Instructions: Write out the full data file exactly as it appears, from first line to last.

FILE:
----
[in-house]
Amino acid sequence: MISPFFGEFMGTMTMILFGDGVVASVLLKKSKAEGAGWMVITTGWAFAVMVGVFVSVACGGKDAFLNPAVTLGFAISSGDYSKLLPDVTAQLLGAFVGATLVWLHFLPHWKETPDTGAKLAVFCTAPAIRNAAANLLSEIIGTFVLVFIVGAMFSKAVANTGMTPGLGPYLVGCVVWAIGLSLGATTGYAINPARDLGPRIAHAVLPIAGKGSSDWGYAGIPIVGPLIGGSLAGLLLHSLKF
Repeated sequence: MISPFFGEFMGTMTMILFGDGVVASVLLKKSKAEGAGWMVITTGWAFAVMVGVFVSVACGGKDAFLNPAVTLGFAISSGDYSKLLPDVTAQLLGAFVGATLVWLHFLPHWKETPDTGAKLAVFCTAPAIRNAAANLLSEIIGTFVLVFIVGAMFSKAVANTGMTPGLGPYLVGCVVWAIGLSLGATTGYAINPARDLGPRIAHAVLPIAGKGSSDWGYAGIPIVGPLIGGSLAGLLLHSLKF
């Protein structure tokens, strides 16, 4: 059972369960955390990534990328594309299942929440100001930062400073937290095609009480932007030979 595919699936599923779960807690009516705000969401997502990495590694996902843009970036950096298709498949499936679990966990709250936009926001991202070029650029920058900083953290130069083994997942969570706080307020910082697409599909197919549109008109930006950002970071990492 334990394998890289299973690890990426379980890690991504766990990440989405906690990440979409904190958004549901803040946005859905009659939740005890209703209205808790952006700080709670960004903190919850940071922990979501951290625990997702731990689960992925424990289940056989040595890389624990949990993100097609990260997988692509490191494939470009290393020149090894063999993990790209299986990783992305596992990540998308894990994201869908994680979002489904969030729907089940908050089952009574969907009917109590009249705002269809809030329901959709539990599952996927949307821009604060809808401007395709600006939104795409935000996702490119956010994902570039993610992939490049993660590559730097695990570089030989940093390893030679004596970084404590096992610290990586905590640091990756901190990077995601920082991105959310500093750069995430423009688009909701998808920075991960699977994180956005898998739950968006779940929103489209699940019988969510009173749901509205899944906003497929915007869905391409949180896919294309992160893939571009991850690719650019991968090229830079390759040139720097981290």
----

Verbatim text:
[in-house]
Amino acid sequence: MISPFFGEFMGTMTMILFGDGVVASVLLKKSKAEGAGWMVITTGWAFAVMVGVFVSVACGGKDAFLNPAVTLGFAISSGDYSKLLPDVTAQLLGAFVGATLVWLHFLPHWKETPDTGAKLAVFCTAPAIRNAAANLLSEIIGTFVLVFIVGAMFSKAVANTGMTPGLGPYLVGCVVWAIGLSLGATTGYAINPARDLGPRIAHAVLPIAGKGSSDWGYAGIPIVGPLIGGSLAGLLLHSLKF
Repeated sequence: MISPFFGEFMGTMTMILFGDGVVASVLLKKSKAEGAGWMVITTGWAFAVMVGVFVSVACGGKDAFLNPAVTLGFAISSGDYSKLLPDVTAQLLGAFVGATLVWLHFLPHWKETPDTGAKLAVFCTAPAIRNAAANLLSEIIGTFVLVFIVGAMFSKAVANTGMTPGLGPYLVGCVVWAIGLSLGATTGYAINPARDLGPRIAHAVLPIAGKGSSDWGYAGIPIVGPLIGGSLAGLLLHSLKF
């Protein structure tokens, strides 16, 4: 059972369960955390990534990328594309299942929440100001930062400073937290095609009480932007030979 595919699936599923779960807690009516705000969401997502990495590694996902843009970036950096298709498949499936679990966990709250936009926001991202070029650029920058900083953290130069083994997942969570706080307020910082697409599909197919549109008109930006950002970071990492 334990394998890289299973690890990426379980890690991504766990990440989405906690990440979409904190958004549901803040946005859905009659939740005890209703209205808790952006700080709670960004903190919850940071922990979501951290625990997702731990689960992925424990289940056989040595890389624990949990993100097609990260997988692509490191494939470009290393020149090894063999993990790209299986990783992305596992990540998308894990994201869908994680979002489904969030729907089940908050089952009574969907009917109590009249705002269809809030329901959709539990599952996927949307821009604060809808401007395709600006939104795409935000996702490119956010994902570039993610992939490049993660590559730097695990570089030989940093390893030679004596970084404590096992610290990586905590640091990756901190990077995601920082991105959310500093750069995430423009688009909701998808920075991960699977994180956005898998739950968006779940929103489209699940019988969510009173749901509205899944906003497929915007869905391409949180896919294309992160893939571009991850690719650019991968090229830079390759040139720097981290």